AUGUSTA — Emotional letters for two area teachers nominated for teacher of the year illustrate how both are valued by their students, other teachers, principals and parents.

Latin teacher Richard Lent of Leavitt Area High School in Turner and special ed teacher Shannon Shanning of the Whittier Middle School in Poland are two of five semifinalists in the Maine Teacher of the Year contest.

Some of Lent’s tributes are that he generates excitement, is warm, shares silly jokes, works to help students in multiple ways and gives chocolate when needed, according to nomination letters on his behalf.

Leavitt Principal Eben Shaw said that while some consider Latin a less than exciting subject, Lent “creates a dedicated following with his students.” It begins before students are in high school, Shaw said. “When Mr. Lent goes on a recruiting mission in the spring to speak with eighth-graders.”

Fellow teacher Kerri Becker wrote that Lent is passionate about his students and proves it every day. He looks the part of a Latin teacher, “serious, austere,” wears a scholarly beard and carries around stacks of booklets, she said. But he’s greatly respected and admired, Becker said.

Students love his sense of humor. He might jokingly ask students to quiet down “so he can hear the voices inside his head,” or share silly stories with silly puns, Becker said.

Leavitt senior Erica Lance said her father had Lent in school, and told her he was “the best teacher I could ask for.” She found that out for herself, Lance said. In the middle of the year she was discouraged by her heavy course load. She joked to Lent that chocolate would probably cheer her up. He leaned over her desk, smiled, and left a chocolate bar.

“Those little nuances of his show he loves to teach and truly cares about his students,” Lance said. He encourages students to do well, she said, adding she’ll never forget the things he says, including, “That it isn’t about getting into Harvard, ‘it’s about being able to tell them no.’”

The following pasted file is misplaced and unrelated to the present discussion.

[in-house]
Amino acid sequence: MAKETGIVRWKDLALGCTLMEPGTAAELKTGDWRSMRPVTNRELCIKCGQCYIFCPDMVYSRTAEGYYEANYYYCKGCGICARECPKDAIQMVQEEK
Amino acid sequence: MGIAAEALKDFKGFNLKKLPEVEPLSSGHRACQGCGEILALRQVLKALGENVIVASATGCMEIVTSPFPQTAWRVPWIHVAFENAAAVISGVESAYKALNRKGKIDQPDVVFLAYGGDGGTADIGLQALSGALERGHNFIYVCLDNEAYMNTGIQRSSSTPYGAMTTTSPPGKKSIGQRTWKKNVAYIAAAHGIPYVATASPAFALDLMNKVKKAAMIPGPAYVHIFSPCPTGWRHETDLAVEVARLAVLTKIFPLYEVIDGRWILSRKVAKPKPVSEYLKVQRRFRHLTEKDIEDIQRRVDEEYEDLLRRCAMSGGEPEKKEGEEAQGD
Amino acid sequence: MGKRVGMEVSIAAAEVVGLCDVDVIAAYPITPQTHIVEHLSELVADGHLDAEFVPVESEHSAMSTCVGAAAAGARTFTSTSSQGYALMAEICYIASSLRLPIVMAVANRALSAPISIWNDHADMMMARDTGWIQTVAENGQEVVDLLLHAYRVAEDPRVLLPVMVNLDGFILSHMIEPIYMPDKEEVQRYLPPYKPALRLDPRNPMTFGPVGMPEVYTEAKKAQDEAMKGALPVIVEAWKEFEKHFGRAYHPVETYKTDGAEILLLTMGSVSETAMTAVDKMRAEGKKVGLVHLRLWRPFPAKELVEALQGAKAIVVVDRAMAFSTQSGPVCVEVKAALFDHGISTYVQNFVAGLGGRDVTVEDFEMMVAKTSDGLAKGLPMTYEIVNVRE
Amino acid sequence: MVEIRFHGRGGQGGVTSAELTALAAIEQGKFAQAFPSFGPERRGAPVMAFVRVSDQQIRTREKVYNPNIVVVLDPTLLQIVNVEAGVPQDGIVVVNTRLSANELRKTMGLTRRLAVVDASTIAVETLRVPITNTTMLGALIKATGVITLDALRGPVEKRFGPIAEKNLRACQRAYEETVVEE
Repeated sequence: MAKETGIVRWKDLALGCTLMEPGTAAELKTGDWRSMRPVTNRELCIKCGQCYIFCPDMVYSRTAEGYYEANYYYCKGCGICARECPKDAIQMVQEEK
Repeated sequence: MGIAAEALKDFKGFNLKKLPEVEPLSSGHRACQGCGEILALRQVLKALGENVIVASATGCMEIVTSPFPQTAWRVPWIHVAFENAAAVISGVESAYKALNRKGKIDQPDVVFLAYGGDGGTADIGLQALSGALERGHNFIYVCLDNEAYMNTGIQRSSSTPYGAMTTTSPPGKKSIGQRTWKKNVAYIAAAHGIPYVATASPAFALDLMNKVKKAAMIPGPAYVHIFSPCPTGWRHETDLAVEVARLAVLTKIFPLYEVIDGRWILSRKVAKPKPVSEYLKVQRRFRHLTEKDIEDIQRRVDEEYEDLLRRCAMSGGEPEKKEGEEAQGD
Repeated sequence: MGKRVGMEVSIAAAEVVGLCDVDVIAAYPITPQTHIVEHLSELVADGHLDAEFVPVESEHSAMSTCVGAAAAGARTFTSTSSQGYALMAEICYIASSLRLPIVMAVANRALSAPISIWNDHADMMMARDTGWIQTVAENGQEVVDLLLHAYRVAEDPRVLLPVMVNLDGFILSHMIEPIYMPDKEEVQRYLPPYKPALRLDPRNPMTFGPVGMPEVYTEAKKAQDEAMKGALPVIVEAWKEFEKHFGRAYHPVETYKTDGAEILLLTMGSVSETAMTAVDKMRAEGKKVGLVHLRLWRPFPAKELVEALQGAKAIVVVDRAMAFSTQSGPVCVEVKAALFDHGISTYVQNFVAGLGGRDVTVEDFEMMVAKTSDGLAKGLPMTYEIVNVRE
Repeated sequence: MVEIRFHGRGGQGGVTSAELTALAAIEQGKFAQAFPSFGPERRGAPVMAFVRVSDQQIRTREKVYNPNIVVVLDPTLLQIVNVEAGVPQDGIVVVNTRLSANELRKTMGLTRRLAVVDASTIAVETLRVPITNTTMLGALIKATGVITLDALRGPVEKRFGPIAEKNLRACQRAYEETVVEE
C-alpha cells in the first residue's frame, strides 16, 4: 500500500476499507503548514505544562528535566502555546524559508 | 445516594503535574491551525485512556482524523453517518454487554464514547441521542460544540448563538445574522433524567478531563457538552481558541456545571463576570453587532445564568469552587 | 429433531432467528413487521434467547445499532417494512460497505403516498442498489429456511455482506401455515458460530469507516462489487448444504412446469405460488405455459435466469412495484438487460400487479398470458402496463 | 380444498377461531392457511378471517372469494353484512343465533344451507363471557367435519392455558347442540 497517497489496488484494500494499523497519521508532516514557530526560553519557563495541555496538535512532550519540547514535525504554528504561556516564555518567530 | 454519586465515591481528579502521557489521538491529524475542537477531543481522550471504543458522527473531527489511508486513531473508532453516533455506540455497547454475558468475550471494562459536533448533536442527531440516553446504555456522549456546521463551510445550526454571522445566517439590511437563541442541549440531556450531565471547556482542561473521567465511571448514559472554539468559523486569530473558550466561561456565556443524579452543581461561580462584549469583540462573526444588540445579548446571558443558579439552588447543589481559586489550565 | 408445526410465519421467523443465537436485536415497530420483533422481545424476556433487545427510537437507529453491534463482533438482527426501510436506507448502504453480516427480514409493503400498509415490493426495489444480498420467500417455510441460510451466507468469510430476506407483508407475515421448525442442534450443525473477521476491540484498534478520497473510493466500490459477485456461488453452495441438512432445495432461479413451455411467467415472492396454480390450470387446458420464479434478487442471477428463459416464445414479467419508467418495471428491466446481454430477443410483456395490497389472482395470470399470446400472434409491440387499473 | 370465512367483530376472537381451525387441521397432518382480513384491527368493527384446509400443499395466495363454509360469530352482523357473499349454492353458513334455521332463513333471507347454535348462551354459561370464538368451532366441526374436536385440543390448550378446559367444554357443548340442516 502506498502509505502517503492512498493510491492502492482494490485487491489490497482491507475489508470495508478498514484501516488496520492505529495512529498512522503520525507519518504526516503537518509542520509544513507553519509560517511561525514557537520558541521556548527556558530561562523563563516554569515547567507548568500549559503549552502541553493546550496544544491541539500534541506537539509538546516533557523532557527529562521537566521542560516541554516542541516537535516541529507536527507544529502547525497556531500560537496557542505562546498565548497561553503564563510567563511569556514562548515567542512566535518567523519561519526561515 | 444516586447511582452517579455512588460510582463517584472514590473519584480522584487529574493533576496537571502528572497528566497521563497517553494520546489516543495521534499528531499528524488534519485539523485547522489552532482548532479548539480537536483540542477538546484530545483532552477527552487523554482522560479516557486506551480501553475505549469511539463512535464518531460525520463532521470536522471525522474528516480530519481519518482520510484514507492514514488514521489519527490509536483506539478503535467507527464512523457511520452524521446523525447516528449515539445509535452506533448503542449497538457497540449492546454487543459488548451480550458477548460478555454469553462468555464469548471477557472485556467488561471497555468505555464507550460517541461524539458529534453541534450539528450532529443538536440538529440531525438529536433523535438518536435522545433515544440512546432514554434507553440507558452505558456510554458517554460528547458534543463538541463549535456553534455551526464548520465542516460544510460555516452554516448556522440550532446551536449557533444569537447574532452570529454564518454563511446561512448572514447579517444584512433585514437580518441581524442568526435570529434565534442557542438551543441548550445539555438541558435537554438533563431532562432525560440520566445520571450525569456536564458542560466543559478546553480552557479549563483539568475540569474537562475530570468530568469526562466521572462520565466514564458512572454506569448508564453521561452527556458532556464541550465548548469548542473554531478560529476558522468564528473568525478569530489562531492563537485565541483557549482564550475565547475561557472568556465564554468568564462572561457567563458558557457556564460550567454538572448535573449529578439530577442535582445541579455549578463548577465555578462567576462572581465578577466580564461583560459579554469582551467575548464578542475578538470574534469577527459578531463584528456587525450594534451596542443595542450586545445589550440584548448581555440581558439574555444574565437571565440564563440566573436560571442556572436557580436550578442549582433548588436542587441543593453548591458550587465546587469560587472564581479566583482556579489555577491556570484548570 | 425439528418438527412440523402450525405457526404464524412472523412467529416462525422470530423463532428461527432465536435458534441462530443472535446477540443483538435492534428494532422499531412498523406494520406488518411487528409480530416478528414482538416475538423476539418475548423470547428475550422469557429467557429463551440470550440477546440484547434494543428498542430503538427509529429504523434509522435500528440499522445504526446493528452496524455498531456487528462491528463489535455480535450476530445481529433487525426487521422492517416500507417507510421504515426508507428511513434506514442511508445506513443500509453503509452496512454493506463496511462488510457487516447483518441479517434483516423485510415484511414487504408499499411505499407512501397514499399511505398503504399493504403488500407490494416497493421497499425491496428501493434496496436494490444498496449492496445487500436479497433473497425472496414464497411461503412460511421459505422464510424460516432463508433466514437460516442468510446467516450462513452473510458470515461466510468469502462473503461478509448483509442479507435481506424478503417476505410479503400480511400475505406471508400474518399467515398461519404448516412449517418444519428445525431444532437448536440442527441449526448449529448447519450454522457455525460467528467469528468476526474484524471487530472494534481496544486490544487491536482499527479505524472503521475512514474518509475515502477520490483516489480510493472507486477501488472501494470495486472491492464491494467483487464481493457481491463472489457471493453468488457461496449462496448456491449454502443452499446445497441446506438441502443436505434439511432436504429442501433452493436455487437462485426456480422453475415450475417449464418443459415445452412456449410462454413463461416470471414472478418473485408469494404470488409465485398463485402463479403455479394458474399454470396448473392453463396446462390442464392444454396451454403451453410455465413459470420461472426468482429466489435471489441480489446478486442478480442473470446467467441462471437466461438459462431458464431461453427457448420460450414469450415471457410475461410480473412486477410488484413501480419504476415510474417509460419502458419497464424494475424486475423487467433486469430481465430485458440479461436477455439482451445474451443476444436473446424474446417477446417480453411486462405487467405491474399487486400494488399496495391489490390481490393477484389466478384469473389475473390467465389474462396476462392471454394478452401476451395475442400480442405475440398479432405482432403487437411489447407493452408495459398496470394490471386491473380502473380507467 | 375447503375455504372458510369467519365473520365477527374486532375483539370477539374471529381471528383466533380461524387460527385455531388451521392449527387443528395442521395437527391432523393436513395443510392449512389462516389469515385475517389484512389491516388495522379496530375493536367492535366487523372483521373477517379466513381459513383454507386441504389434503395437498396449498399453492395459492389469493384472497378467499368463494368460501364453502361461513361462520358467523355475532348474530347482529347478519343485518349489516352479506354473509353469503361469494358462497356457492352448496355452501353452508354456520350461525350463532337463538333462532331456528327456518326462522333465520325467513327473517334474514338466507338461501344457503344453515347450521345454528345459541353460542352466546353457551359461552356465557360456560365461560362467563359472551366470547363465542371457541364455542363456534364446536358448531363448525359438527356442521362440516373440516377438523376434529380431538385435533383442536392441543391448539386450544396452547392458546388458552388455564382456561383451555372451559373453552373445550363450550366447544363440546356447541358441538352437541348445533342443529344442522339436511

At the Whittier Middle School in Poland, Principal Ayesha Farag-Davis wrote that Shannon Shanning is a special educator in a self-contained classroom who has great power to connect and engage with students.

“Many of her students have developed a sense of themselves as incapable and helpless as learners,” Farag-Davis said. Shannon meets each student where they’re at, helps them develop goals, provides the instruction, encouragement “And occasional kick in the pants necessary to help them achieve their goals.”

The principal spoke of one special ed student who moved from a nearby town and had a history of being defiant and sometimes violent. Shanning welcomed him. Her “warmth, consistency and confident in him had an immediately impact,” Farag-Davis wrote.

His mother was teary-eyed at the first progress meeting when told of the boy’s success in Shannon’s classroom, Farag-Davis said. “It’s not the first time parents have cried tears of joy and gratitude for the time and energy Shannon puts in with their kids.”

A Poland couple wrote that their grandson had a traumatic brain injury which left him in special education with behavioral problems. He had low self esteem, little self control and often came home from school in tears or vowing never to return. After he became one of Shannon’s students, “Most days now he comes home with a smile and tells us what a good day he has had.”

After class visits and more scrutiny, the Maine Teacher of the Year for 2013 will be announced in September, according to the Department of Education.

Richard Lent nomination letter Shannon Shanning nomination letter


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